Leeds have agreed to pay the German club a fee of £800,000 to take Yeboah for a year before deciding whether to proceed with a full transfer, valued at £3.5m. This arrangement suits both clubs and the player, who would make around £800,000 in wages and signing-on fees during the next 12 months.
However, Yeboah will have to apply for a work permit as a Ghanaian and a non-European Union citizen, and that is where the small print of the move will be under investigation.
The application from Leeds claims the deal is proposed to be worth over £3m, but the initial work permit will only run for a year, the length of his commitment to the Yorkshire team. That may be interpreted as a loan transfer, and therefore not a permanent deal in the eyes of the football authorities and, more significantly, the DoE. A D oE spokesman said last night: "We can't comment on individuals, but we would only issue a work permit for permanent transfers and not loan deals."
The habit of signing players on extended loan deals has been exploited by Premiership clubs, who in the past were restricted to a three-month maximum under Football League rules. There is no such arrangement in the Premiership, which allowed West Ham to sign Michael Hughes and Marc Rieper, and Southampton to bring in Ronnie Ekelund, while they consider whether to make the deals full-time.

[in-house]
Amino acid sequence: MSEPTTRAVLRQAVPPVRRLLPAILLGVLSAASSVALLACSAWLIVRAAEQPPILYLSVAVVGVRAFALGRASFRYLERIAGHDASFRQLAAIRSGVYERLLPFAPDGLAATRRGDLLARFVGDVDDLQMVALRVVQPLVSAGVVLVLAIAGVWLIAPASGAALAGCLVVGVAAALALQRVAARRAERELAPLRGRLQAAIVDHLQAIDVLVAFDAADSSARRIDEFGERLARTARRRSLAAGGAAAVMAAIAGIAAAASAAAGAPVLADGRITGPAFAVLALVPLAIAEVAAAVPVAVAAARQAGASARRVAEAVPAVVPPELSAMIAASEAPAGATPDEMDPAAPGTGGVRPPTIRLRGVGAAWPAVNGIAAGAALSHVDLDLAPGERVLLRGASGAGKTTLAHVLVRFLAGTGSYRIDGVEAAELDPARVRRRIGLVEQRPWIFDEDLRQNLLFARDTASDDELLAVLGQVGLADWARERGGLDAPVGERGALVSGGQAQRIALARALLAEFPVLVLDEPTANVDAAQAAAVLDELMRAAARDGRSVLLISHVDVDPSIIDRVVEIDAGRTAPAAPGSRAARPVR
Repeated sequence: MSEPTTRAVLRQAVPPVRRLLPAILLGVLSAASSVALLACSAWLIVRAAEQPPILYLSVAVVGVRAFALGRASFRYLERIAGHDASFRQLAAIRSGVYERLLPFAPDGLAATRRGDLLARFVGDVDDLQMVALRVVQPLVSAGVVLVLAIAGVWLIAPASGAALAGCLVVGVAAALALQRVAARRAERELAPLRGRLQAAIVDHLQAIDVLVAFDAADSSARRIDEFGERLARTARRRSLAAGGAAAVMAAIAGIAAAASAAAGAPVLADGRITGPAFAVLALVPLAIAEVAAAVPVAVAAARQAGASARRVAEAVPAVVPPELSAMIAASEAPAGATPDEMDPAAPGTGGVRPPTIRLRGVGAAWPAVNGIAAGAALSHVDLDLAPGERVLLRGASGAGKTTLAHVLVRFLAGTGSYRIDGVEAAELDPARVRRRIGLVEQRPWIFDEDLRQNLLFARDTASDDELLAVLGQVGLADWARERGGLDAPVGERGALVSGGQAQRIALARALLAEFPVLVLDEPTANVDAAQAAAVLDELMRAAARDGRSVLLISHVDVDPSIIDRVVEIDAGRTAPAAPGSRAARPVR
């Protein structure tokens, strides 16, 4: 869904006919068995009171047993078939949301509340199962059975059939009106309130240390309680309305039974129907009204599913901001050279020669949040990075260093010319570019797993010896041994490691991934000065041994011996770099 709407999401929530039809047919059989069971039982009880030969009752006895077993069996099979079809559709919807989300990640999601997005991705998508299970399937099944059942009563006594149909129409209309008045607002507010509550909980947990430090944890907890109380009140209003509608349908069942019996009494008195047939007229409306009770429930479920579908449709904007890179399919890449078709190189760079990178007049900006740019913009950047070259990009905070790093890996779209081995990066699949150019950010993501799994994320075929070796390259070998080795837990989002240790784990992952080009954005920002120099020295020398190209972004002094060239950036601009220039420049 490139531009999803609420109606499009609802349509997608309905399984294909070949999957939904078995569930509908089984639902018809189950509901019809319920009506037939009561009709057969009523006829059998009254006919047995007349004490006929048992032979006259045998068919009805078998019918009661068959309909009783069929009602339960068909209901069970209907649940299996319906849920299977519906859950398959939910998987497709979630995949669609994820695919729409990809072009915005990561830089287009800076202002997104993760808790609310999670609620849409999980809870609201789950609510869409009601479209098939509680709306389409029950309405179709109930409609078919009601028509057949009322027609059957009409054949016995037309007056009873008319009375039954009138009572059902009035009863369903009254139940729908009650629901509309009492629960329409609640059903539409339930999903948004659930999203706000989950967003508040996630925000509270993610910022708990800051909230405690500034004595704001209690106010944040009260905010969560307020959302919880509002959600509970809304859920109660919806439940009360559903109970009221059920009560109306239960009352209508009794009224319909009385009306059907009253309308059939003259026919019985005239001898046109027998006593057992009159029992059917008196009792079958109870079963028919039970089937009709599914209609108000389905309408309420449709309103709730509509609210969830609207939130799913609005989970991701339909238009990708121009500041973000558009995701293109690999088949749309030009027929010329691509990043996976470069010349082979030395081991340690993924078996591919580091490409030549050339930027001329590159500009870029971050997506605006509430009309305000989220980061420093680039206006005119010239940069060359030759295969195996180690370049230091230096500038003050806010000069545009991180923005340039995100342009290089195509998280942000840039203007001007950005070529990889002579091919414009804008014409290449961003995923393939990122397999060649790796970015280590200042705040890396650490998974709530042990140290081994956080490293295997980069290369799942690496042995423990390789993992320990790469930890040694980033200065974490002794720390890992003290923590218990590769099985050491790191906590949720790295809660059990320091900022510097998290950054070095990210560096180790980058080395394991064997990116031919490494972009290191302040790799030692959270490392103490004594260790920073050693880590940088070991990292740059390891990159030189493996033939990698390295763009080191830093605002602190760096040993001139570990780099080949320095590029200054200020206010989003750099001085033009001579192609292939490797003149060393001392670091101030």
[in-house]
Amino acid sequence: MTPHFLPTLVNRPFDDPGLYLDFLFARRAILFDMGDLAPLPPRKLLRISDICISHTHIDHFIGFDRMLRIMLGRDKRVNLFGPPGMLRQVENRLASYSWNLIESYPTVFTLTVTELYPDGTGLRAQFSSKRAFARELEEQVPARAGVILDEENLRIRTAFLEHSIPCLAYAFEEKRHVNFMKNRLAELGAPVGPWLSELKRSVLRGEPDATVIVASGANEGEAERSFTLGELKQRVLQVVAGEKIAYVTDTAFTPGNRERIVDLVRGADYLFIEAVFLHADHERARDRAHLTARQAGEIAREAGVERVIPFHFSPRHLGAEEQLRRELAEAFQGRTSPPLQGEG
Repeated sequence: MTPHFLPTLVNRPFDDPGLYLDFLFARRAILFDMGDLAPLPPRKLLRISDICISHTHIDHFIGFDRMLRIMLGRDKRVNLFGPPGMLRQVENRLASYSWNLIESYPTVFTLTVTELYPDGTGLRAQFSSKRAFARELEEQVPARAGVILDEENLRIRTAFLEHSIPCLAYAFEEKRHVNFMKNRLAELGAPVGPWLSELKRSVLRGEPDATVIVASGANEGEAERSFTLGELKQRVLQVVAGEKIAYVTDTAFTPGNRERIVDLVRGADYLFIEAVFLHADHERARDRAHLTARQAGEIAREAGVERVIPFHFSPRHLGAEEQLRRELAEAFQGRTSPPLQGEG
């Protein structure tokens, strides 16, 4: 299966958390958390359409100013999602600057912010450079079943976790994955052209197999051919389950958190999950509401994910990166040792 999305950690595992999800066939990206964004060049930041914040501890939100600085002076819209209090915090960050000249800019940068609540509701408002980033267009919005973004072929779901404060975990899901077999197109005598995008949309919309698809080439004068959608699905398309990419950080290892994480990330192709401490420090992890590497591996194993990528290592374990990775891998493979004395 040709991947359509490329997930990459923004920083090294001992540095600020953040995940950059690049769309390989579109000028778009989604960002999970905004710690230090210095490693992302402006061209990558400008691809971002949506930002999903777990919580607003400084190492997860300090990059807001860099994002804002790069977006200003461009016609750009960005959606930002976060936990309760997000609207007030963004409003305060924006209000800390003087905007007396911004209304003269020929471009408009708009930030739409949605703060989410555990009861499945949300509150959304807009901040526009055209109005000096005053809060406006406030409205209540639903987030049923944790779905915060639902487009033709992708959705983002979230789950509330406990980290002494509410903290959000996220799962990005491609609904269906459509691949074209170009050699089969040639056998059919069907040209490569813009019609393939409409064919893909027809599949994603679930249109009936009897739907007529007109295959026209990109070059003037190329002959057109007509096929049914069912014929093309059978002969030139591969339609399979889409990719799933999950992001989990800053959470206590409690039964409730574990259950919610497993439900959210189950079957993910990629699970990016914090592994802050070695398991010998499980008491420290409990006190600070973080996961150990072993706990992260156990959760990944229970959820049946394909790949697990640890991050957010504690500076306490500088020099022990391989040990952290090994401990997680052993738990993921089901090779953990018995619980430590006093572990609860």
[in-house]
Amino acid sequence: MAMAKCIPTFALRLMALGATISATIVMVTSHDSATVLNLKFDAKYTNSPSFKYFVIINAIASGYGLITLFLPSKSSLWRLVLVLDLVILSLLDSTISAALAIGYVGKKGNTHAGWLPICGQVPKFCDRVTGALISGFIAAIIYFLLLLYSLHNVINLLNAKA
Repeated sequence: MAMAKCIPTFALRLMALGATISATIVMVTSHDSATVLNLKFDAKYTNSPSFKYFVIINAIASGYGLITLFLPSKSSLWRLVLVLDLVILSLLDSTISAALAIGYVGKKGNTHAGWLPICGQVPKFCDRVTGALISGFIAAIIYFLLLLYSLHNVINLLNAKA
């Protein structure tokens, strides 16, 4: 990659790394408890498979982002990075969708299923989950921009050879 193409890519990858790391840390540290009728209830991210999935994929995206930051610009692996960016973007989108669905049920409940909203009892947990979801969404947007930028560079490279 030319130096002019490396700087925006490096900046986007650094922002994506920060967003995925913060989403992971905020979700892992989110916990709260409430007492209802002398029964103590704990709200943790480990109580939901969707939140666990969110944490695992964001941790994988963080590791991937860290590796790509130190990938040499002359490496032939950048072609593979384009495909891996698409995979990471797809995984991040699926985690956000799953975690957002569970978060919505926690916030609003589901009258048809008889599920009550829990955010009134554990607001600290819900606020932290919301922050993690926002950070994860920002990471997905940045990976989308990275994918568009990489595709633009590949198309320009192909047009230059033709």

The Yeboah case is likely to run into strong opposition from the Professional Footballers' Association. Gordon Taylor, its chief executive, is likely to query why such a high fee is being suggested for a player who is only certain to be in this country for a year.
The Parma striker, Faustino Asprilla, is to return to his native Colombia this week to face questioning over the alleged illegal possession of firearms.
Prosecutors are investigating an incident on New Year's Eve in which Asprilla was reported to have been found drunk in a bar, brandishing two pistols and provoking other customers. Asprilla, who is suspended for Parma's Serie A match against Fiorentina on Sunday, has denied the accusations.
Everton snubbed, page 31Reuse content